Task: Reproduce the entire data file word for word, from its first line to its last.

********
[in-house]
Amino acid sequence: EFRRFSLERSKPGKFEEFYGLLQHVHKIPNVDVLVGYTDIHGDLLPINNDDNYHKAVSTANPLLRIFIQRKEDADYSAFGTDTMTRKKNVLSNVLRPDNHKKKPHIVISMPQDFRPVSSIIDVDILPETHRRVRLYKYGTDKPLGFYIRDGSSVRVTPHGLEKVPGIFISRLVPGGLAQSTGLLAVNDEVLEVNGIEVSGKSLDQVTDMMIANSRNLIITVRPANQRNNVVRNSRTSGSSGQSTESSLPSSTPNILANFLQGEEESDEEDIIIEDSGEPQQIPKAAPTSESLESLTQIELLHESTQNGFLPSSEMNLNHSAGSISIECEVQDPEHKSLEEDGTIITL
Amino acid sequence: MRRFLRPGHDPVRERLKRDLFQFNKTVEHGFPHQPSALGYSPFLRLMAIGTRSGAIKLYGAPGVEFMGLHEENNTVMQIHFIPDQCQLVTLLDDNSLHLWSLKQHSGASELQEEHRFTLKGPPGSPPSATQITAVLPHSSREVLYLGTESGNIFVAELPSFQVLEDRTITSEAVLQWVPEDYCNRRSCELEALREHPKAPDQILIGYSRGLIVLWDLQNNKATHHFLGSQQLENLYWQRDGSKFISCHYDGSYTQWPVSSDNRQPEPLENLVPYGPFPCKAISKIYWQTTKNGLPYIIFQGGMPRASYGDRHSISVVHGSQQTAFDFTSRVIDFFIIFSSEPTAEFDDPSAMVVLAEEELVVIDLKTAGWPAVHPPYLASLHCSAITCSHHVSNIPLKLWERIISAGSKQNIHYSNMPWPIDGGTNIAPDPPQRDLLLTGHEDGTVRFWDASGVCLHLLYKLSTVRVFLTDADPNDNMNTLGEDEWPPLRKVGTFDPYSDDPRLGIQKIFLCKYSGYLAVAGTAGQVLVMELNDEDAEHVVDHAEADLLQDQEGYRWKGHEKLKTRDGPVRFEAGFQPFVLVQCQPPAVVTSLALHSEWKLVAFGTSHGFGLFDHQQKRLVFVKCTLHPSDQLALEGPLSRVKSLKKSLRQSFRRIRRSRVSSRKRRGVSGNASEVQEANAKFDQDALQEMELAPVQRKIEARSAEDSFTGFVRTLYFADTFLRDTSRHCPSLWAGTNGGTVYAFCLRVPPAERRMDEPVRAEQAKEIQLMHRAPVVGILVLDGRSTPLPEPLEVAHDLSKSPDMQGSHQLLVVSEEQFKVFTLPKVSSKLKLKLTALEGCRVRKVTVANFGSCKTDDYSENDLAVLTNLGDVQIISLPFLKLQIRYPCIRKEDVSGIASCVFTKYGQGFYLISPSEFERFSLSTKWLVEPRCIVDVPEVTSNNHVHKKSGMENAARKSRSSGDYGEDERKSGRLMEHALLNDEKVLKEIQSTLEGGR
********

[in-house]
Amino acid sequence: EFRRFSLERSKPGKFEEFYGLLQHVHKIPNVDVLVGYTDIHGDLLPINNDDNYHKAVSTANPLLRIFIQRKEDADYSAFGTDTMTRKKNVLSNVLRPDNHKKKPHIVISMPQDFRPVSSIIDVDILPETHRRVRLYKYGTDKPLGFYIRDGSSVRVTPHGLEKVPGIFISRLVPGGLAQSTGLLAVNDEVLEVNGIEVSGKSLDQVTDMMIANSRNLIITVRPANQRNNVVRNSRTSGSSGQSTESSLPSSTPNILANFLQGEEESDEEDIIIEDSGEPQQIPKAAPTSESLESLTQIELLHESTQNGFLPSSEMNLNHSAGSISIECEVQDPEHKSLEEDGTIITL
Amino acid sequence: MRRFLRPGHDPVRERLKRDLFQFNKTVEHGFPHQPSALGYSPFLRLMAIGTRSGAIKLYGAPGVEFMGLHEENNTVMQIHFIPDQCQLVTLLDDNSLHLWSLKQHSGASELQEEHRFTLKGPPGSPPSATQITAVLPHSSREVLYLGTESGNIFVAELPSFQVLEDRTITSEAVLQWVPEDYCNRRSCELEALREHPKAPDQILIGYSRGLIVLWDLQNNKATHHFLGSQQLENLYWQRDGSKFISCHYDGSYTQWPVSSDNRQPEPLENLVPYGPFPCKAISKIYWQTTKNGLPYIIFQGGMPRASYGDRHSISVVHGSQQTAFDFTSRVIDFFIIFSSEPTAEFDDPSAMVVLAEEELVVIDLKTAGWPAVHPPYLASLHCSAITCSHHVSNIPLKLWERIISAGSKQNIHYSNMPWPIDGGTNIAPDPPQRDLLLTGHEDGTVRFWDASGVCLHLLYKLSTVRVFLTDADPNDNMNTLGEDEWPPLRKVGTFDPYSDDPRLGIQKIFLCKYSGYLAVAGTAGQVLVMELNDEDAEHVVDHAEADLLQDQEGYRWKGHEKLKTRDGPVRFEAGFQPFVLVQCQPPAVVTSLALHSEWKLVAFGTSHGFGLFDHQQKRLVFVKCTLHPSDQLALEGPLSRVKSLKKSLRQSFRRIRRSRVSSRKRRGVSGNASEVQEANAKFDQDALQEMELAPVQRKIEARSAEDSFTGFVRTLYFADTFLRDTSRHCPSLWAGTNGGTVYAFCLRVPPAERRMDEPVRAEQAKEIQLMHRAPVVGILVLDGRSTPLPEPLEVAHDLSKSPDMQGSHQLLVVSEEQFKVFTLPKVSSKLKLKLTALEGCRVRKVTVANFGSCKTDDYSENDLAVLTNLGDVQIISLPFLKLQIRYPCIRKEDVSGIASCVFTKYGQGFYLISPSEFERFSLSTKWLVEPRCIVDVPEVTSNNHVHKKSGMENAARKSRSSGDYGEDERKSGRLMEHALLNDEKVLKEIQSTLEGGR